In California's most competitive Democrat-vs.-Democrat primary, Brad Sherman has landed the first punch.
With 100 percent of precincts reporting, Rep. Sherman topped Rep. Howard Berman by 42 percent to 32 percent in their top-two primary for California's newly drawn 30th Congressional District in the Los Angeles area.
Both will appear on the ballot in November, thanks to California's primary system, in which the top to candidates advance, regardless of party.
The race is a caricature of legislative redistricting's political consequences. After the 2010 Census and redistricting process, California's new legislative map forced these two relatively longstanding-and politically similar-Democrats to run against each other for a newly drawn Los Angeles-area district, after holding neighboring congressional seats and voting with each other often on Democratic legislation.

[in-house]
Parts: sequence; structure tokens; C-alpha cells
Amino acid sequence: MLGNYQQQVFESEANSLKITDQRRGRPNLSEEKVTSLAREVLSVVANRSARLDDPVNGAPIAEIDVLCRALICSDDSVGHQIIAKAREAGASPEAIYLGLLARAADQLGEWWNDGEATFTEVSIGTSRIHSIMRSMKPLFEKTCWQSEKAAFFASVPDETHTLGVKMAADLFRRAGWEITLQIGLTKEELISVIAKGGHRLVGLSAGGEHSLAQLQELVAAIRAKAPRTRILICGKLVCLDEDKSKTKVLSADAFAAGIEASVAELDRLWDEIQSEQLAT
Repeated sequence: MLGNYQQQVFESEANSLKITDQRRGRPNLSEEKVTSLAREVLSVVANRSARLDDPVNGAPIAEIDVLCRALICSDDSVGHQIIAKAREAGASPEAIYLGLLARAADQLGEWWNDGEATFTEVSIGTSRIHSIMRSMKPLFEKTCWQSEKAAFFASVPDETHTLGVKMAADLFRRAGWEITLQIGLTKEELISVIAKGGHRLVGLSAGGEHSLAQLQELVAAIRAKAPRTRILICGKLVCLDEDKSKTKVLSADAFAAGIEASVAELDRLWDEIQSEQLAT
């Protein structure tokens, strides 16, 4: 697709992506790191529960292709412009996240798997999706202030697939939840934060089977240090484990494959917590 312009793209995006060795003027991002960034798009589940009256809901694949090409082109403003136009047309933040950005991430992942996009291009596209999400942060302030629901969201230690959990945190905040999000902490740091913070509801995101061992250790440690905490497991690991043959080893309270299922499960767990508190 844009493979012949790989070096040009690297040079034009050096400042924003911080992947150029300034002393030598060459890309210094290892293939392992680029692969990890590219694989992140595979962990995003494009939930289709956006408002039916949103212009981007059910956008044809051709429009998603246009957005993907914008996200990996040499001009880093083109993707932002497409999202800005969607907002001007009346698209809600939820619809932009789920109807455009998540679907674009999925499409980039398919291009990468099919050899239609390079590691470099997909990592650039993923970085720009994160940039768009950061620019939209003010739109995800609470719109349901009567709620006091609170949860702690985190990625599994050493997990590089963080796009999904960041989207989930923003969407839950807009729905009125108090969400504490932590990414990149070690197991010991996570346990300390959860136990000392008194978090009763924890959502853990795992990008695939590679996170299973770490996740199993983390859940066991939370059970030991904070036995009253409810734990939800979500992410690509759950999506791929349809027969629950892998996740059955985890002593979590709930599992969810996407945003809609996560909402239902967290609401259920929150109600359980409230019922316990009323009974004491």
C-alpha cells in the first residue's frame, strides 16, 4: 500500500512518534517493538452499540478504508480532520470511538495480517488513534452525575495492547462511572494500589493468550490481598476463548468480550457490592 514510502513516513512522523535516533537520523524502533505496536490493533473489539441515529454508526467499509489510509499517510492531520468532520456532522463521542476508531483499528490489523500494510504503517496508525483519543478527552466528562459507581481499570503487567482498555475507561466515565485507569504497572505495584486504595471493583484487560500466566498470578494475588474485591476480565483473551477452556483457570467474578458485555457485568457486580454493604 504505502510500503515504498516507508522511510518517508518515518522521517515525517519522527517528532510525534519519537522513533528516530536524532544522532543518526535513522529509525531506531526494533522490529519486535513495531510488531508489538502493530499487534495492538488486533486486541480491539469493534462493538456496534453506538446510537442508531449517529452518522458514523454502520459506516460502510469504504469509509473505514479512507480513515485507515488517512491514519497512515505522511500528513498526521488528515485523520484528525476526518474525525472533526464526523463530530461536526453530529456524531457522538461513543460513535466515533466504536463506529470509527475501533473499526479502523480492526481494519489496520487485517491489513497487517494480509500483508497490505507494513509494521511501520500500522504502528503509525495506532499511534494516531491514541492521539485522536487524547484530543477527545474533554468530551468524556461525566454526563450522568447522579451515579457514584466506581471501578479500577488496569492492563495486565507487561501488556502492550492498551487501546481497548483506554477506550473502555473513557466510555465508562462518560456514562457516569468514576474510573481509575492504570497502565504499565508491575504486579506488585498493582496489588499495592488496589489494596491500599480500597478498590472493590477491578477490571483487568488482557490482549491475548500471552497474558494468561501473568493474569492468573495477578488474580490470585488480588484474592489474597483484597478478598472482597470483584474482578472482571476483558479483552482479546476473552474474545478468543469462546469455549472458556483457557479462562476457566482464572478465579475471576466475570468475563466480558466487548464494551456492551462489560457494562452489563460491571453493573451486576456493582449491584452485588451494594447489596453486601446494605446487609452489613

Berman, who has served in Congress since 1983, is the ranking member of the House Foreign Affairs Committee. Sherman has served since 1997. They agree on nearly every broad issue, a fact highlighted by a debate performance in which they effectively paraphrased each other's stances.
More notable for a race between two similar candidates, even in as expensive a media market as Los Angeles, their campaigns have spent a combined $5.7 million trying to sway voters, according to Federal Election Commission filings through May 16.
That total will grow as we approach November, with Sherman rating as the favorite after Tuesday's primary vote.